Robotic Surgery Company Behind da Vinci System
Surgical System Gaining Popularity
Robotic surgery is an emergent and expanding area of the medical world, though few companies have broken out so far. One that has is Intuitive Surgical (NASDAQ: ISRG), ranked sixth on Forbes’ list of the most innovative companies.
The company’s da Vinci system performed around 360,000 operations in 2011—growing 29 percent since 2010—and it has FDA approval for urologic, gynecologic, and cardiac procedures, head and neck surgeries, and prostatectomies among others, according to Daily Finance.
Of course, millions of operations are completed each year in the U.S., but Intuitive's contribution is still impressive considering the FDA cleared the da Vinci system in 2000, and so far just 1,840 units have been installed in hospitals.
Intuitive increased unit sales by over 21 percent in 2011 year over year. Given this growth and the expanding applicability of the da Vinci system, the company may soon ramp up its profile and success.
The unit cuts down on patient recovery time—an attractive feature. And eventually, with widening applicability, the lifetime cost of the da Vinci unit will come down, making it an increasingly feasible choice for hospitals.
However, in a country that already spends more than most developed nations on healthcare without seeing greatly increased standards, Intuitive’s da Vinci might be difficult to integrate. It costs a few millions before maintenance and other service costs, and the Patient Protection and Affordable Care Act will make Intuitive’s pockets a bit lighter due to a 2.3 percent tax on revenues from medical device companies.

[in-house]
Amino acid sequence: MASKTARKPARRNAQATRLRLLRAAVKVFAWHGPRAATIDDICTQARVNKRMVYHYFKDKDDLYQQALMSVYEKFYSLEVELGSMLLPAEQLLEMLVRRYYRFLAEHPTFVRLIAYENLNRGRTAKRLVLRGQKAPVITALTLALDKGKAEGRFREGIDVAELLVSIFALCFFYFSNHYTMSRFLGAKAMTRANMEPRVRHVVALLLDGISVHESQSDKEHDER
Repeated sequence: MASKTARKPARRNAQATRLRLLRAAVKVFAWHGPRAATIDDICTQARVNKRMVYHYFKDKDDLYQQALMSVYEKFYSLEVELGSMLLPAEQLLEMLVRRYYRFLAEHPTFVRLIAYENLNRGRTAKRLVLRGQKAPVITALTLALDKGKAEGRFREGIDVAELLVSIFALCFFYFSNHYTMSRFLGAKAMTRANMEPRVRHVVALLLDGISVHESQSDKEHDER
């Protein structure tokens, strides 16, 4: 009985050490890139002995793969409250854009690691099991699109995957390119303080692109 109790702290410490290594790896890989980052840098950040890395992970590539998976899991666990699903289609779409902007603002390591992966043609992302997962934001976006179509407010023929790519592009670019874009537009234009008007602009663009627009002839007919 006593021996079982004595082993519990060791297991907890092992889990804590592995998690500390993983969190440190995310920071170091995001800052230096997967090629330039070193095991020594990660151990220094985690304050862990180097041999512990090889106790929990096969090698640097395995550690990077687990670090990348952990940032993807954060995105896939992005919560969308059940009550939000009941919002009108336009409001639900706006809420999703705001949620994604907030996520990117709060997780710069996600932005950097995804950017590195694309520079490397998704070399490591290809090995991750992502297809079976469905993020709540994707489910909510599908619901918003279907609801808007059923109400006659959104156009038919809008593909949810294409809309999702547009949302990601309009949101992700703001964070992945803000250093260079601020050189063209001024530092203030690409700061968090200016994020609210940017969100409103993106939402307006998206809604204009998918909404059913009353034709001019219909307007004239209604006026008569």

But with the domestic population over 65 years of age slated to increase to 20 percent by 2050 (up from 13 percent in 2000), the American healthcare system might need a comprehensive care package. And that’s exactly what the da Vinci offers.
Intuitive’s balance sheets are fairly healthy. Net margin has grown to 29 percent in 2011 from 22 percent in 2009, while costs of revenue have stayed stable.
It has diversified to reach a global market, although the ongoing Eurozone financial doldrums may make it hard to gain quick acceptance there.
But South Korea has already produced a distributor for the da Vinci units, and the entire sector is still in a teething stage, so Intuitive doesn’t have much heavy competition so far.
Intuitive was up 1% on Wednesday morning to $538.45.